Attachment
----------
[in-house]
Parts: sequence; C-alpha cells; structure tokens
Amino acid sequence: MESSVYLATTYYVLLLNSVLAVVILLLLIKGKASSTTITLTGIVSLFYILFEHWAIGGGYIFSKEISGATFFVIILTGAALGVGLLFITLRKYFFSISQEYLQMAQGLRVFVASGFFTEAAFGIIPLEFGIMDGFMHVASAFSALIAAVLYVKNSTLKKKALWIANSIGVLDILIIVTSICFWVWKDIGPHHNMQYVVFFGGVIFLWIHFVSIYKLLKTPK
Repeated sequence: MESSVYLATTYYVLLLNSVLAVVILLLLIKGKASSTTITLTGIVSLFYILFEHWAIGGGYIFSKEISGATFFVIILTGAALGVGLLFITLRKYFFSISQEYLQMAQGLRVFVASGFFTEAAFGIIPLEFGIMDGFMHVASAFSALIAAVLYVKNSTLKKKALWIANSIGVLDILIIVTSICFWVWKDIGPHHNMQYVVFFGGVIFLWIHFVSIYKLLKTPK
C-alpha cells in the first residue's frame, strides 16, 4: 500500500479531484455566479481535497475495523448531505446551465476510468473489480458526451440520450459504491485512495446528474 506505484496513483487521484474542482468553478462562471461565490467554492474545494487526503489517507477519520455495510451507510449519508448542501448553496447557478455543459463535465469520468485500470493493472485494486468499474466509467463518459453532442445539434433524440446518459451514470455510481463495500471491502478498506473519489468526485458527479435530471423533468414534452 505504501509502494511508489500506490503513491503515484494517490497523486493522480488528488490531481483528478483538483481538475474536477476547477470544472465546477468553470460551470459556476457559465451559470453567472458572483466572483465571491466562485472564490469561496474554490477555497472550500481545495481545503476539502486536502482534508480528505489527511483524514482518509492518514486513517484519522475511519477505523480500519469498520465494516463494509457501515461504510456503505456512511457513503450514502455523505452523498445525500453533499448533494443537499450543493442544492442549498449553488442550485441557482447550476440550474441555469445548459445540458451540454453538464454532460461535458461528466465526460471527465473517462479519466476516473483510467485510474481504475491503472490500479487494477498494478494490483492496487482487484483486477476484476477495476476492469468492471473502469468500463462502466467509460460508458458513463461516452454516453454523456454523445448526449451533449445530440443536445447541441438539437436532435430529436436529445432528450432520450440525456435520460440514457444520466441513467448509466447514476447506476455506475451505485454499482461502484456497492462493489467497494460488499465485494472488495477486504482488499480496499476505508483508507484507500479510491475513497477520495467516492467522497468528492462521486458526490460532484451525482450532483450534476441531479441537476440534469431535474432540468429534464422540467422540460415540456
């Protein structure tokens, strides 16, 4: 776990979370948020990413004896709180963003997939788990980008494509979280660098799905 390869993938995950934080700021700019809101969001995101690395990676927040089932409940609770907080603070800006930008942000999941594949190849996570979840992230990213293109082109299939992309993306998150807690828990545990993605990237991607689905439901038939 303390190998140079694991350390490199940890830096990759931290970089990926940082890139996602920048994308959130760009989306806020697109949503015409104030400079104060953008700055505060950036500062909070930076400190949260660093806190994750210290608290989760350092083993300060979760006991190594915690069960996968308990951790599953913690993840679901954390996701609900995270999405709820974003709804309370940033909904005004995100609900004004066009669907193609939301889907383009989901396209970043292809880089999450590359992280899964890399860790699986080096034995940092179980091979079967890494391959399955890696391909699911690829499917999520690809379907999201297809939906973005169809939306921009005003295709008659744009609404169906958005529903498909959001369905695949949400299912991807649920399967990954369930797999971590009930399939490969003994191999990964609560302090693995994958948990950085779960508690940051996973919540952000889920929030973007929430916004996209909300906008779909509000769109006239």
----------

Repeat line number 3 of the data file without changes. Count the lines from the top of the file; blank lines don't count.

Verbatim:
Amino acid sequence: MESSVYLATTYYVLLLNSVLAVVILLLLIKGKASSTTITLTGIVSLFYILFEHWAIGGGYIFSKEISGATFFVIILTGAALGVGLLFITLRKYFFSISQEYLQMAQGLRVFVASGFFTEAAFGIIPLEFGIMDGFMHVASAFSALIAAVLYVKNSTLKKKALWIANSIGVLDILIIVTSICFWVWKDIGPHHNMQYVVFFGGVIFLWIHFVSIYKLLKTPK